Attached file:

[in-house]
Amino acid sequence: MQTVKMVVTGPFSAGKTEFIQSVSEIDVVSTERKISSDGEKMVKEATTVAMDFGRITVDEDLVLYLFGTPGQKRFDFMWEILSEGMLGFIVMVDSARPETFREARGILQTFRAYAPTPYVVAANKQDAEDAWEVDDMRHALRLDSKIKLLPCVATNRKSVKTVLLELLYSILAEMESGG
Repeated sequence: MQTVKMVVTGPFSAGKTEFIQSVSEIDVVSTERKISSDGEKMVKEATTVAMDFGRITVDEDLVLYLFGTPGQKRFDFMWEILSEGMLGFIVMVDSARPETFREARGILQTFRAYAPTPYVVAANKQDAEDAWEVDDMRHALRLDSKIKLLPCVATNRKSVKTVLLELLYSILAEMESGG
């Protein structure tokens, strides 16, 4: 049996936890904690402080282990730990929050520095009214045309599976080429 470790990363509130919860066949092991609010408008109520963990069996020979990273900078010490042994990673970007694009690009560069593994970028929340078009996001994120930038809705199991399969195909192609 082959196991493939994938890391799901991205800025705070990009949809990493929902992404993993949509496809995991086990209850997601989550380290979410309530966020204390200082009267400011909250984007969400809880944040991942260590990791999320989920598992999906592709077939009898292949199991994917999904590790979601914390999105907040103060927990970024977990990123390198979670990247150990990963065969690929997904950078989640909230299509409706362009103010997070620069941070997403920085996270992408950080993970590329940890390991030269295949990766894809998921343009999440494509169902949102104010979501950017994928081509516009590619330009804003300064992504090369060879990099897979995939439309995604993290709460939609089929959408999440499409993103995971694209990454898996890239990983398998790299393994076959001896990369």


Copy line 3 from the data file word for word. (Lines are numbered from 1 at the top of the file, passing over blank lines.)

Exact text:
Repeated sequence: MQTVKMVVTGPFSAGKTEFIQSVSEIDVVSTERKISSDGEKMVKEATTVAMDFGRITVDEDLVLYLFGTPGQKRFDFMWEILSEGMLGFIVMVDSARPETFREARGILQTFRAYAPTPYVVAANKQDAEDAWEVDDMRHALRLDSKIKLLPCVATNRKSVKTVLLELLYSILAEMESGG